in law, an intentional violation of the law of crimes or torts
that injures another person. Malice need not involve a malignant spirit or the definite intent to do harm. To prove malice, it is sufficient to show the willful doing of an injurious act without what is considered a lawful excuse. A malicious state of mind may be inferred from reckless and wanton acts that a normal person should know might produce or threaten injury to others. Malice aforethought is a technical element of murder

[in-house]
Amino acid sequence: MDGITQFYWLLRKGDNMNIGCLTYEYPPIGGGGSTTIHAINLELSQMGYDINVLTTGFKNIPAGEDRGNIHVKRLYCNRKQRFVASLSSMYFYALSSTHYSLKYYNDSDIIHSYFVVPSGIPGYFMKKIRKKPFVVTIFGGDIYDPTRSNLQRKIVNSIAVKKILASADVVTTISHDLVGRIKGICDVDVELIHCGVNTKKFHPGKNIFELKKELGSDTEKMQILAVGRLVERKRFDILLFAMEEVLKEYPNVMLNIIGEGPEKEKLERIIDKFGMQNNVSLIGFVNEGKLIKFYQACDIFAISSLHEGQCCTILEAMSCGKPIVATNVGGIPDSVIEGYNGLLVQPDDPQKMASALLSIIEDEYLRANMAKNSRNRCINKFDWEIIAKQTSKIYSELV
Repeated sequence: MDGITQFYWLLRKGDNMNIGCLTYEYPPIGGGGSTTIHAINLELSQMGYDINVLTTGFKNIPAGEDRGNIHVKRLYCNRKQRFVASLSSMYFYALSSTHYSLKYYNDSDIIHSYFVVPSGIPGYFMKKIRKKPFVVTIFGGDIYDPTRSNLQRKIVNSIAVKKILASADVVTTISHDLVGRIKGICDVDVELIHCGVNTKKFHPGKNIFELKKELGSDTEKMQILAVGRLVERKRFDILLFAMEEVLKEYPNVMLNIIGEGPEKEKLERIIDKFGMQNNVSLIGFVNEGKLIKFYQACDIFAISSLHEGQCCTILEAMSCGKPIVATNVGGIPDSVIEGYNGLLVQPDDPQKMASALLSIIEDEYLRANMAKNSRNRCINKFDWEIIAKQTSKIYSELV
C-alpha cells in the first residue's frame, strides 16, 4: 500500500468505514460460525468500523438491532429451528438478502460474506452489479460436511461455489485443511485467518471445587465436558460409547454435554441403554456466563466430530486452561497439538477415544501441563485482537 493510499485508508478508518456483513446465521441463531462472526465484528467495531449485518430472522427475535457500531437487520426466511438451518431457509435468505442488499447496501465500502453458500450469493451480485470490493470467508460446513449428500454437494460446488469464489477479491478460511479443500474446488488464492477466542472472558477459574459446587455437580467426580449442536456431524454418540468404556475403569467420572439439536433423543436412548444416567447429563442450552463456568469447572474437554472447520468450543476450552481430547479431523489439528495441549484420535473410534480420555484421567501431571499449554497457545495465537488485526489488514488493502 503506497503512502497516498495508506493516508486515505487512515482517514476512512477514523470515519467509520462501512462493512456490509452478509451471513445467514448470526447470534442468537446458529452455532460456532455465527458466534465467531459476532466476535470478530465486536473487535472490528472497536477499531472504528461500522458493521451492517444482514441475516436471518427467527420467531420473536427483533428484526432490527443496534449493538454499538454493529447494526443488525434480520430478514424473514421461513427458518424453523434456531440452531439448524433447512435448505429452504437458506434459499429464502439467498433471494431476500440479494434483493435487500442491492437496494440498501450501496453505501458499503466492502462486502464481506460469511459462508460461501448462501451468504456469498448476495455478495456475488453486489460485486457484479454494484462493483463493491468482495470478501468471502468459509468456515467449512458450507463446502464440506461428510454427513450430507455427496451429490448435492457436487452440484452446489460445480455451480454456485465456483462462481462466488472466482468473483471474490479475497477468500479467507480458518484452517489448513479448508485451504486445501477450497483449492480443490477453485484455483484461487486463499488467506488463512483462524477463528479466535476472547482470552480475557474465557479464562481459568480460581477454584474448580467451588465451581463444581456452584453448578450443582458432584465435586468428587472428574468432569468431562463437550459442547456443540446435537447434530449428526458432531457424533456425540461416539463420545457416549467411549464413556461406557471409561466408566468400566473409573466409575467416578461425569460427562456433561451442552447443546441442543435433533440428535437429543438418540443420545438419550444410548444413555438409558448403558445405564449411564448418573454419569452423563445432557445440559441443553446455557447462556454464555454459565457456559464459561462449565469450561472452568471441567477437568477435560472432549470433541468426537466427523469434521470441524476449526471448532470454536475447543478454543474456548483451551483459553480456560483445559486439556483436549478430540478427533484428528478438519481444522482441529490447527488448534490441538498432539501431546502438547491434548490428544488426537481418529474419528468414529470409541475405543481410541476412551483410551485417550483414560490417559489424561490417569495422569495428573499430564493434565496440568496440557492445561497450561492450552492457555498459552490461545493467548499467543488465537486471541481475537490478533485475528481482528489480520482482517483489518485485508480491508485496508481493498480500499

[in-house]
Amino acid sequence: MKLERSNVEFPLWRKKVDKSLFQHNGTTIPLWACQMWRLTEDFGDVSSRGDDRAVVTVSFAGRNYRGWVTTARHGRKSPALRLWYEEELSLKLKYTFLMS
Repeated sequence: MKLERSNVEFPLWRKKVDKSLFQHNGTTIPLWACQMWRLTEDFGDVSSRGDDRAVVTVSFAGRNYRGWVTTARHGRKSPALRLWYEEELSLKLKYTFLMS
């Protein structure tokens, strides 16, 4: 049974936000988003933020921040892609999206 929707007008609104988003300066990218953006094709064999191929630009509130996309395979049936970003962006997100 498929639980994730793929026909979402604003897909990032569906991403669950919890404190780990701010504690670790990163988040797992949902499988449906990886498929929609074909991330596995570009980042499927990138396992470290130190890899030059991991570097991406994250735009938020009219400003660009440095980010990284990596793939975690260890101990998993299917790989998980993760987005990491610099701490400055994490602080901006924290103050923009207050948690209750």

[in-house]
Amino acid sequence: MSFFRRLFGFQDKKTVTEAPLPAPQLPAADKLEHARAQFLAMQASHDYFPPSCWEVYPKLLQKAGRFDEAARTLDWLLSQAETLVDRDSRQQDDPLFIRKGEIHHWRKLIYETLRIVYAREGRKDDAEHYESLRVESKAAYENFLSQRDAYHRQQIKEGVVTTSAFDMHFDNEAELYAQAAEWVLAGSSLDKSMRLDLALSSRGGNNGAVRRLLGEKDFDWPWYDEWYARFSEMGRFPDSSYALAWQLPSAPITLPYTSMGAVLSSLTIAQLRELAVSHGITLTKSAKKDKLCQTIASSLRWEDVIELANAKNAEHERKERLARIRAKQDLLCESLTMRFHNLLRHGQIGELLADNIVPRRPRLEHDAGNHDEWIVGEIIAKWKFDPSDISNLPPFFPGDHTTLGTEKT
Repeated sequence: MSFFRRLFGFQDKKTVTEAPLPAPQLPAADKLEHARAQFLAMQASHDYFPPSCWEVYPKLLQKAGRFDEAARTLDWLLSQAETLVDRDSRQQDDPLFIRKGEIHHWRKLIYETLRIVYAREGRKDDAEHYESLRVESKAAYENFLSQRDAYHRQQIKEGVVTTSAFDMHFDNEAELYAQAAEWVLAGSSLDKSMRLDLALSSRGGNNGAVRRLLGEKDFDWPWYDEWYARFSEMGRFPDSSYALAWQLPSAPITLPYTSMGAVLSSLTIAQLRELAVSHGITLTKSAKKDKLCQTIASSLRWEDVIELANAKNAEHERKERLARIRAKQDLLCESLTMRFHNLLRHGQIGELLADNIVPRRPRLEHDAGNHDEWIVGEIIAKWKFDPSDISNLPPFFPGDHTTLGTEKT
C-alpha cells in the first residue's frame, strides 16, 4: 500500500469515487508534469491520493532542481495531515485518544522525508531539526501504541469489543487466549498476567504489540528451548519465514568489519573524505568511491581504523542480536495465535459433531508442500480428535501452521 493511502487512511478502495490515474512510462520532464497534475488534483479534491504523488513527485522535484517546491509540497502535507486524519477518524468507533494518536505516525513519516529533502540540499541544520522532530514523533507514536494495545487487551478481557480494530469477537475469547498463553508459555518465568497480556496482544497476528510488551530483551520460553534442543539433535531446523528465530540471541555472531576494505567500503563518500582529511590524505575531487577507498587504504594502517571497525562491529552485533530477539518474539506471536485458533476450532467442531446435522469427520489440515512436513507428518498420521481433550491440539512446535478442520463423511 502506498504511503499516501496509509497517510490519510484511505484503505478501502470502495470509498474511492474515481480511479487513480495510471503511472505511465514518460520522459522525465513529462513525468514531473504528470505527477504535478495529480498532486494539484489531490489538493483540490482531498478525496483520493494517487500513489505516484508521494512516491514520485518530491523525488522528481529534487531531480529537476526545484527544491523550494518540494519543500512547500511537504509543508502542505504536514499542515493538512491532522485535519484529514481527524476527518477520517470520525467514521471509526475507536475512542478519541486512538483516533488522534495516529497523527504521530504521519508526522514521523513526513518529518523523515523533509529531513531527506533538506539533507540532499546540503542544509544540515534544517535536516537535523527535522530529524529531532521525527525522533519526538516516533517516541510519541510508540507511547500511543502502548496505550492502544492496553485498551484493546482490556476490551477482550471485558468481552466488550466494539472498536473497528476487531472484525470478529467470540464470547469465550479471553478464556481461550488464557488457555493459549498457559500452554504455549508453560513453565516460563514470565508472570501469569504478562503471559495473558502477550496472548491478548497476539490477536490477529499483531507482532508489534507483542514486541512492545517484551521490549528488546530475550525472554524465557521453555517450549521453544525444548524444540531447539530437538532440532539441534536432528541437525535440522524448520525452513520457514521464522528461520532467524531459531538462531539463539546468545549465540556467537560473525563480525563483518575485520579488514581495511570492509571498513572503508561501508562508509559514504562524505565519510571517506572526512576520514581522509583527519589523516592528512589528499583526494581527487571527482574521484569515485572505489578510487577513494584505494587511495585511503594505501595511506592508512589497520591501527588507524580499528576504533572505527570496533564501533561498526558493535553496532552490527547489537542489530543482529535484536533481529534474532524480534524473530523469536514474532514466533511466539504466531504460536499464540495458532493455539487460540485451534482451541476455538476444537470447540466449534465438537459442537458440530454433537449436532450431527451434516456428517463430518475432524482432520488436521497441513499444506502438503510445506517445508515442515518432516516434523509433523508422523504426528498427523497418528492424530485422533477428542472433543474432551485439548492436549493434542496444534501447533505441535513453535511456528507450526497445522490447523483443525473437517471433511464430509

. In libel and slander cases, malice consists of publishing material out of spite or with evil intent, with a reckless disregard for its truth or falsity (see New York Times Company v. Sullivan
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